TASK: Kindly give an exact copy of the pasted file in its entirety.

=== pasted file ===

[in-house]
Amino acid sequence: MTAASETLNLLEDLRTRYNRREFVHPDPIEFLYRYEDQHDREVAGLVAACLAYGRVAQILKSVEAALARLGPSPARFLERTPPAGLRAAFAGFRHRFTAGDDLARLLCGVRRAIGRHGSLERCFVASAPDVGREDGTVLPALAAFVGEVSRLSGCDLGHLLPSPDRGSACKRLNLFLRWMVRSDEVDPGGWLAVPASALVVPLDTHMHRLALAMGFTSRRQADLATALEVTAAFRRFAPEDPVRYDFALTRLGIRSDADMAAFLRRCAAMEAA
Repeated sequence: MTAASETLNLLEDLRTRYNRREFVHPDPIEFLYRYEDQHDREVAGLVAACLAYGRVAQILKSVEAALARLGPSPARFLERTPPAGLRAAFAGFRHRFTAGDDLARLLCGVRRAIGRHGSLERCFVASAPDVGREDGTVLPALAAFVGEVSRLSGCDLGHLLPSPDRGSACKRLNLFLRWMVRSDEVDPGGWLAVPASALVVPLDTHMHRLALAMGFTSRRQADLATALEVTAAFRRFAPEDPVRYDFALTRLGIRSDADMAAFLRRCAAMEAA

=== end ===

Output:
[in-house]
Amino acid sequence: MTAASETLNLLEDLRTRYNRREFVHPDPIEFLYRYEDQHDREVAGLVAACLAYGRVAQILKSVEAALARLGPSPARFLERTPPAGLRAAFAGFRHRFTAGDDLARLLCGVRRAIGRHGSLERCFVASAPDVGREDGTVLPALAAFVGEVSRLSGCDLGHLLPSPDRGSACKRLNLFLRWMVRSDEVDPGGWLAVPASALVVPLDTHMHRLALAMGFTSRRQADLATALEVTAAFRRFAPEDPVRYDFALTRLGIRSDADMAAFLRRCAAMEAA
Repeated sequence: MTAASETLNLLEDLRTRYNRREFVHPDPIEFLYRYEDQHDREVAGLVAACLAYGRVAQILKSVEAALARLGPSPARFLERTPPAGLRAAFAGFRHRFTAGDDLARLLCGVRRAIGRHGSLERCFVASAPDVGREDGTVLPALAAFVGEVSRLSGCDLGHLLPSPDRGSACKRLNLFLRWMVRSDEVDPGGWLAVPASALVVPLDTHMHRLALAMGFTSRRQADLATALEVTAAFRRFAPEDPVRYDFALTRLGIRSDADMAAFLRRCAAMEAA